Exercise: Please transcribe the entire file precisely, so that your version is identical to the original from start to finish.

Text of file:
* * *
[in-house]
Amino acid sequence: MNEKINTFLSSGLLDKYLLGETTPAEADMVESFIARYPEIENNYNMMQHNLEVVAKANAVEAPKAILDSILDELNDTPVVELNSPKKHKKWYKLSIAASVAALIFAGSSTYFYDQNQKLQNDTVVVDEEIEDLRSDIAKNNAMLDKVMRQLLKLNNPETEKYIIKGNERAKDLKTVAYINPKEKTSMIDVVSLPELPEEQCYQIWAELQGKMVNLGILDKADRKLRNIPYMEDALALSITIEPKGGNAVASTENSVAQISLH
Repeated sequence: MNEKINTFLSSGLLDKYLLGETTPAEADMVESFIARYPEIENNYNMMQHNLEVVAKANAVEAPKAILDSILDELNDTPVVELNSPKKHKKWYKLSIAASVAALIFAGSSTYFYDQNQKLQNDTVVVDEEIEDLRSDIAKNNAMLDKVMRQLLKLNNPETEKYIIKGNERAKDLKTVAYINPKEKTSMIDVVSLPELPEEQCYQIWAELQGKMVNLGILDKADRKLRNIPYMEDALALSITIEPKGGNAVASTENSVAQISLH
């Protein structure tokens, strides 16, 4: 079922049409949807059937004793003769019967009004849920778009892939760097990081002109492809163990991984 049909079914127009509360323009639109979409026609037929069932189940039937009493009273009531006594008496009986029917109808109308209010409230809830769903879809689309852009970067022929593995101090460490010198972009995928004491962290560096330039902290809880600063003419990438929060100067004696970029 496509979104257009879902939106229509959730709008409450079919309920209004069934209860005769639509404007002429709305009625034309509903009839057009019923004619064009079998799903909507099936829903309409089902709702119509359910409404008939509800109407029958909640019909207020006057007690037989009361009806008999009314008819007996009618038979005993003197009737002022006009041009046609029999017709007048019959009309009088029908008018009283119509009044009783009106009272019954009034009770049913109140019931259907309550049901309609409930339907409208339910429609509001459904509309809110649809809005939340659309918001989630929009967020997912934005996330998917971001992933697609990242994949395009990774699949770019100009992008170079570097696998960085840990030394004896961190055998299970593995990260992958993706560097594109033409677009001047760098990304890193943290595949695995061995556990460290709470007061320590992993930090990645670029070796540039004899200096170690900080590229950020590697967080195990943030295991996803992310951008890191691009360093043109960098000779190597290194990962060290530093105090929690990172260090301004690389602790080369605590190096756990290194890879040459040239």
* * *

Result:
[in-house]
Amino acid sequence: MNEKINTFLSSGLLDKYLLGETTPAEADMVESFIARYPEIENNYNMMQHNLEVVAKANAVEAPKAILDSILDELNDTPVVELNSPKKHKKWYKLSIAASVAALIFAGSSTYFYDQNQKLQNDTVVVDEEIEDLRSDIAKNNAMLDKVMRQLLKLNNPETEKYIIKGNERAKDLKTVAYINPKEKTSMIDVVSLPELPEEQCYQIWAELQGKMVNLGILDKADRKLRNIPYMEDALALSITIEPKGGNAVASTENSVAQISLH
Repeated sequence: MNEKINTFLSSGLLDKYLLGETTPAEADMVESFIARYPEIENNYNMMQHNLEVVAKANAVEAPKAILDSILDELNDTPVVELNSPKKHKKWYKLSIAASVAALIFAGSSTYFYDQNQKLQNDTVVVDEEIEDLRSDIAKNNAMLDKVMRQLLKLNNPETEKYIIKGNERAKDLKTVAYINPKEKTSMIDVVSLPELPEEQCYQIWAELQGKMVNLGILDKADRKLRNIPYMEDALALSITIEPKGGNAVASTENSVAQISLH
């Protein structure tokens, strides 16, 4: 079922049409949807059937004793003769019967009004849920778009892939760097990081002109492809163990991984 049909079914127009509360323009639109979409026609037929069932189940039937009493009273009531006594008496009986029917109808109308209010409230809830769903879809689309852009970067022929593995101090460490010198972009995928004491962290560096330039902290809880600063003419990438929060100067004696970029 496509979104257009879902939106229509959730709008409450079919309920209004069934209860005769639509404007002429709305009625034309509903009839057009019923004619064009079998799903909507099936829903309409089902709702119509359910409404008939509800109407029958909640019909207020006057007690037989009361009806008999009314008819007996009618038979005993003197009737002022006009041009046609029999017709007048019959009309009088029908008018009283119509009044009783009106009272019954009034009770049913109140019931259907309550049901309609409930339907409208339910429609509001459904509309809110649809809005939340659309918001989630929009967020997912934005996330998917971001992933697609990242994949395009990774699949770019100009992008170079570097696998960085840990030394004896961190055998299970593995990260992958993706560097594109033409677009001047760098990304890193943290595949695995061995556990460290709470007061320590992993930090990645670029070796540039004899200096170690900080590229950020590697967080195990943030295991996803992310951008890191691009360093043109960098000779190597290194990962060290530093105090929690990172260090301004690389602790080369605590190096756990290194890879040459040239």